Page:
A court-ordered DNA test revealed in January “the probability that (the boy) is the biological father, rather than another man, is 99.9 percent.” The situation has created a huge rift in the family, with the boy’s parents and Ellis’ husband fighting for custody of the child in Morgan County — and other relatives choosing sides. The little girl is currently in the care of Ellis’ husband, who has filed for divorce. He has not been charged in connection with any of the sexual activity.

Tensions could escalate further when Marion Superior Court Judge Grant Hawkins hands down Ellis’ sentence July 12. The boy’s mother said Ellis is telling people she expects to get less than one year in jail. “I think the prosecutors and the courts treat women who do this kind of thing a lot different than they do when it’s a man and a girl,” the boy’s mother said. When it involves a boy, “they wink and say, ‘Now he’s a man! What’s the harm?’ But that’s not right. She needs to pay for what she did just like if it was a 34-year-old man who got a 14-year-old girl pregnant.”

An Indianapolis Star review of eight recent Marion County cases involving similar circumstances — the victim was 14 or 15, the perpetrator was about 20 years older, the two were acquaintances, no physical force or weapon was involved and the victim was a willing participant — indicates the mother might have reason for her concern that Ellis may “get off easy.” Two of those cases involved female perpetrators, including a teacher who had sex with one of her students. The teacher was ordered to serve two years in prison, and the other woman, who had sex with a friend’s 15-year-old son, received 134 days behind bars.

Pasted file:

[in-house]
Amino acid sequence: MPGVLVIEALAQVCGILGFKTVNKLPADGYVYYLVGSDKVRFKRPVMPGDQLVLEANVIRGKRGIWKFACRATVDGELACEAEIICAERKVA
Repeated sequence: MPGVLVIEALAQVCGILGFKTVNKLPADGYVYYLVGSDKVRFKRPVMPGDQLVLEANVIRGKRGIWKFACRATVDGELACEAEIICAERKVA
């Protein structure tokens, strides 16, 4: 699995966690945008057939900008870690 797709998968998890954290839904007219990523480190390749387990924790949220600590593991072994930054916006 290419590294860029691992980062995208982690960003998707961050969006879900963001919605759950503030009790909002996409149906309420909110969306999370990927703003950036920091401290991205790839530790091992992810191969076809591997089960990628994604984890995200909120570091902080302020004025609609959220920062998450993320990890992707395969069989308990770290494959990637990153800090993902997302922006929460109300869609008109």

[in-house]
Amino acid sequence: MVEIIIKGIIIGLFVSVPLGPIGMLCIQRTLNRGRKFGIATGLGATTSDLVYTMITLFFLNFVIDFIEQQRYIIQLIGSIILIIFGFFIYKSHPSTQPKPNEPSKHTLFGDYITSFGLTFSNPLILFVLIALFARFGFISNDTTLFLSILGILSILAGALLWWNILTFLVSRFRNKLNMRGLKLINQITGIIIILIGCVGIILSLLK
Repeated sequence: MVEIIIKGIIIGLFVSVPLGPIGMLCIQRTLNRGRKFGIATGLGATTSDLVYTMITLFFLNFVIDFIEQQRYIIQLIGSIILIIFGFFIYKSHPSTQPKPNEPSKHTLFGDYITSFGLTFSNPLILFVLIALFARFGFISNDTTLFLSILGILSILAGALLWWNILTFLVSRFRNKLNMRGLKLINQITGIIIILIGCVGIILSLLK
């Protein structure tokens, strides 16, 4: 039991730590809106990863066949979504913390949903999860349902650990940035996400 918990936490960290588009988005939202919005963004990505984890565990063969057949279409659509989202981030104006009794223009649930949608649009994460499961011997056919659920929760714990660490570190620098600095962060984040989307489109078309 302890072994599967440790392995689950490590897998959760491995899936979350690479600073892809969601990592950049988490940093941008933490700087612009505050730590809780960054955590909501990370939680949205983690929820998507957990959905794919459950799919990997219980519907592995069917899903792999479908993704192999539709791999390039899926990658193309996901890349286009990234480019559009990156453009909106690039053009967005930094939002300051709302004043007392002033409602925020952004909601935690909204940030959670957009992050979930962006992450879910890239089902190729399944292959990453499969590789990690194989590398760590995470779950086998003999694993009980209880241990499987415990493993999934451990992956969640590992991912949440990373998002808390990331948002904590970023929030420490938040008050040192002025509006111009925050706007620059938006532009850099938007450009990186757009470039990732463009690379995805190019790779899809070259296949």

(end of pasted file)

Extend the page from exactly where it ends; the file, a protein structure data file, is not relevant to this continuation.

The six men received stiffer sentences, ranging from two to 15 years in prison. The average executed sentence — the portion defendants are ordered to serve — was more than six years. Anita Carpenter, who heads the Indiana Coalition Against Sexual Assault, said she is not surprised by the disparity.

“I do think society and the courts tend to be more lenient on female sex offenders,” she said. “There is not a lot of research on the subject, but what we see anecdotally is that there tends to be the perception that female sex offenders are not as violent or dangerous, that it’s more sexual coercion. I don’t think society sees it as rape, which is what it really is.”

Carpenter said sex offenders must be held accountable and treated the same by the legal system, regardless of gender or the age difference between perpetrator and victim. “What we do know,” she said, “is that child victims are going to suffer lifelong trauma and mental-health issues, regardless of the gender of the perpetrator. “Until we as a society really start holding people accountable — including offenders and our elected officials like prosecutors and judges — we are condoning this behavior in so many ways. It is going to take everyone to step up and say: ‘We need to do something about this.’ ”

This may very well be one of those groundbreaking cases where the “Double Standard” of men and women gets exposed in order for true understanding and justice to be served. What do you think about this whole situation? Do you believe she will get less time because she is a woman that got pregnant by a minor?